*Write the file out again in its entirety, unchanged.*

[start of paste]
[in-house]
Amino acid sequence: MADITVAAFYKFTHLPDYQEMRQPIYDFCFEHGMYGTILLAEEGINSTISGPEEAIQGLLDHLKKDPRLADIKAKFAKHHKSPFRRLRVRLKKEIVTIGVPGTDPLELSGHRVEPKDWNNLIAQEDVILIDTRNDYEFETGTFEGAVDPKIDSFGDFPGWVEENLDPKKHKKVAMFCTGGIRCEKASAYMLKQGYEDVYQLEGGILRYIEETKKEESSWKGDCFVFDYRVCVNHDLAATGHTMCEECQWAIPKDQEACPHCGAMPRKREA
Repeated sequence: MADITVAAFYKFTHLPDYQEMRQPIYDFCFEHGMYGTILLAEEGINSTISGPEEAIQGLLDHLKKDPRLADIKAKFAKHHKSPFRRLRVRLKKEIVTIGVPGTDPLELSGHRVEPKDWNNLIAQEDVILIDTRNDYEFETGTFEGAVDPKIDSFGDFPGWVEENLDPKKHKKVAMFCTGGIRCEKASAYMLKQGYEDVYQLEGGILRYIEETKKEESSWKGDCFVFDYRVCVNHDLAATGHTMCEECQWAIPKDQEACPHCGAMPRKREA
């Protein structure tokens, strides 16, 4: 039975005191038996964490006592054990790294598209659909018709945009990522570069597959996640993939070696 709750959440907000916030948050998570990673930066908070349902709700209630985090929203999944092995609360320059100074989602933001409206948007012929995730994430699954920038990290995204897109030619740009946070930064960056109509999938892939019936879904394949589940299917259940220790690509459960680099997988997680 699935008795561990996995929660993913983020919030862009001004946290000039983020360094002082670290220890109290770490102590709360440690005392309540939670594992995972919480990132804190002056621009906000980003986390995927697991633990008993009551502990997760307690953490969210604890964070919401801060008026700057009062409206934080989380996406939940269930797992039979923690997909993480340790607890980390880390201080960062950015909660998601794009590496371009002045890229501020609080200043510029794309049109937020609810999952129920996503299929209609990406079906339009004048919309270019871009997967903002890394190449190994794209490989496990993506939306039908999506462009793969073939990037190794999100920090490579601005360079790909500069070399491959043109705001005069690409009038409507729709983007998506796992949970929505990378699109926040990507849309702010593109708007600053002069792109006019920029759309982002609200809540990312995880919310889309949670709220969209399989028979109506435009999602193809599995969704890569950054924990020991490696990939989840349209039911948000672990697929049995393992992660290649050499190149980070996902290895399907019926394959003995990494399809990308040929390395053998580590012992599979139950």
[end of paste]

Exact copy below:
[in-house]
Amino acid sequence: MADITVAAFYKFTHLPDYQEMRQPIYDFCFEHGMYGTILLAEEGINSTISGPEEAIQGLLDHLKKDPRLADIKAKFAKHHKSPFRRLRVRLKKEIVTIGVPGTDPLELSGHRVEPKDWNNLIAQEDVILIDTRNDYEFETGTFEGAVDPKIDSFGDFPGWVEENLDPKKHKKVAMFCTGGIRCEKASAYMLKQGYEDVYQLEGGILRYIEETKKEESSWKGDCFVFDYRVCVNHDLAATGHTMCEECQWAIPKDQEACPHCGAMPRKREA
Repeated sequence: MADITVAAFYKFTHLPDYQEMRQPIYDFCFEHGMYGTILLAEEGINSTISGPEEAIQGLLDHLKKDPRLADIKAKFAKHHKSPFRRLRVRLKKEIVTIGVPGTDPLELSGHRVEPKDWNNLIAQEDVILIDTRNDYEFETGTFEGAVDPKIDSFGDFPGWVEENLDPKKHKKVAMFCTGGIRCEKASAYMLKQGYEDVYQLEGGILRYIEETKKEESSWKGDCFVFDYRVCVNHDLAATGHTMCEECQWAIPKDQEACPHCGAMPRKREA
């Protein structure tokens, strides 16, 4: 039975005191038996964490006592054990790294598209659909018709945009990522570069597959996640993939070696 709750959440907000916030948050998570990673930066908070349902709700209630985090929203999944092995609360320059100074989602933001409206948007012929995730994430699954920038990290995204897109030619740009946070930064960056109509999938892939019936879904394949589940299917259940220790690509459960680099997988997680 699935008795561990996995929660993913983020919030862009001004946290000039983020360094002082670290220890109290770490102590709360440690005392309540939670594992995972919480990132804190002056621009906000980003986390995927697991633990008993009551502990997760307690953490969210604890964070919401801060008026700057009062409206934080989380996406939940269930797992039979923690997909993480340790607890980390880390201080960062950015909660998601794009590496371009002045890229501020609080200043510029794309049109937020609810999952129920996503299929209609990406079906339009004048919309270019871009997967903002890394190449190994794209490989496990993506939306039908999506462009793969073939990037190794999100920090490579601005360079790909500069070399491959043109705001005069690409009038409507729709983007998506796992949970929505990378699109926040990507849309702010593109708007600053002069792109006019920029759309982002609200809540990312995880919310889309949670709220969209399989028979109506435009999602193809599995969704890569950054924990020991490696990939989840349209039911948000672990697929049995393992992660290649050499190149980070996902290895399907019926394959003995990494399809990308040929390395053998580590012992599979139950």